We all know effective communication is essential for a happy, intimate, connected, and long-lasting relationship. Why? Because lack of communication or miscommunication leads to resentment, which acts like a little crack in the relationship that starts to chip away at the foundation of love, respect, and trust in the relationship.

When there are two humans in a relationship, that means two sets of biologies, upbringings, lived experiences, inner children, and lives coming together. Of course, with that, there will be challenges, disagreements, and tough conversations that need to be had at some point

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The way that you approach these will dramatically change the way that it is received by your partner and the outcome. Here are five tips for bringing up an issue without causing a fight in your relationship.

1. Create a loving environment and pick your spot carefully

If your partner is watching sports, it’s not a good time to open the conversation that you want to vision the next year together or if there is an issue you’d like to address— that’s a quick way to get shut down or be met with defensiveness. Make sure the timing is right for you and your partner and that you’re both in a calm state and have a generous amount of time for the discussion.

2. Ask permission and respect their boundaries

Respect your partner’s boundaries and you’ll demonstrate that’s the new standard that you’d also like reciprocated. For example: “Hey, I’ve been visioning out my year and I’d love for us to make time together to set some couple resolutions, does Saturday work for you?” Then when the time comes “Is now a good time, are you ready?”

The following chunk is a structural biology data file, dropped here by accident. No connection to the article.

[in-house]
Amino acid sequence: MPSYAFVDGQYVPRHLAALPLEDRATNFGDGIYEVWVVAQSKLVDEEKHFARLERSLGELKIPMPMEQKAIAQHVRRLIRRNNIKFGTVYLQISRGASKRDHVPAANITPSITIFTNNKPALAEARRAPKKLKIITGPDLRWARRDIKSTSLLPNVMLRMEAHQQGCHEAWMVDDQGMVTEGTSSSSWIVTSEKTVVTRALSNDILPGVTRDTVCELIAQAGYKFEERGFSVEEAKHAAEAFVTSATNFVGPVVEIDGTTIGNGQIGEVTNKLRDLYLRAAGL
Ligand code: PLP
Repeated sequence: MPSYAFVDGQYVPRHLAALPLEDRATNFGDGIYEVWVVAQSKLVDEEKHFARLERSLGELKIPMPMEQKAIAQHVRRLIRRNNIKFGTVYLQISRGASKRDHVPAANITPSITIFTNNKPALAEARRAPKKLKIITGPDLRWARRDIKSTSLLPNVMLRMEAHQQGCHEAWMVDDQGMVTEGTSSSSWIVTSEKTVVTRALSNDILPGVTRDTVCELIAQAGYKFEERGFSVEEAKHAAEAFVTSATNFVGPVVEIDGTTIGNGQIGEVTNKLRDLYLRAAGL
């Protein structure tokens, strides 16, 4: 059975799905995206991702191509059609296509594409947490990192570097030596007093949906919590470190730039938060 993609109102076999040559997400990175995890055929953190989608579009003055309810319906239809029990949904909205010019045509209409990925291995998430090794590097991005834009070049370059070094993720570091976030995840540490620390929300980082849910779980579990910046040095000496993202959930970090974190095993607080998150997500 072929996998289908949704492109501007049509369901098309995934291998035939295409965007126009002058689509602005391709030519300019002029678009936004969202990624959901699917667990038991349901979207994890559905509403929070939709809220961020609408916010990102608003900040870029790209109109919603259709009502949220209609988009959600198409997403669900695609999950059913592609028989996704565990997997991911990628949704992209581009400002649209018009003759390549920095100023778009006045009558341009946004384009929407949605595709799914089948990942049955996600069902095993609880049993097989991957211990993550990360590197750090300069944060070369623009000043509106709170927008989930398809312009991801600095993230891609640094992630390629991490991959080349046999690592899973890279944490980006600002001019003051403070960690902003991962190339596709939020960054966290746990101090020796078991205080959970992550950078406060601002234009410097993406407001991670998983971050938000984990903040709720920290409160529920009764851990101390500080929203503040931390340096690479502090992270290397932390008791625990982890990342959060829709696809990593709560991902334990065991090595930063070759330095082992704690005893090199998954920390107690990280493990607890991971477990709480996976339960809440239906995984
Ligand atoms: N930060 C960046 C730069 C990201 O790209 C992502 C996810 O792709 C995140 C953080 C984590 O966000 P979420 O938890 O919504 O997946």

If they just got a work email or they’re mid-conversation with a friend via text when really they need an extra five minutes, you run into an opportunity of miscommunication and that isn’t the place you want to get started when you’re introducing something new into the relationship or addressing issues.

3. Have clarity on the desired outcome you’d like to achieve

Gain clarity on the outcome you’d like before going into the conversation by writing in your journey about the issue, how you feel about it and what you’re hoping to get out of the conversation and eventually the outcome, e.g. a changed behavior from your partner or them simply hearing and seeing you for you are. With that, don’t become so attached to this outcome as it may take a few conversations and some time, shifts in relationships are not, and in fact, rarely instantaneous.

4. Share from “I feel” not “you made me feel”

Always share how you feel from the “I feel” place, they don’t have to agree with what you’re saying but they can’t argue with your feelings (they are valid), and this way you’re avoiding being accusational, which would sound like “When you did x, you made me feel y”. Never generalize or say “You always do x” or “You never do y” – use a specific example to communicate and take responsibility for your feelings, never placing blame on them (it’s not helpful and they will respond with defensiveness).

5. Create space for your partner to share and mirror their words

Once you’ve opened the conversation and addressed the issue, create space for your partner to share how they’re feeling, listen actively without interrupting, and allow them to finish, before mirroring back your understanding of what they shared. This allows them to feel heard, and validated of their feelings and leaves little room for misunderstanding.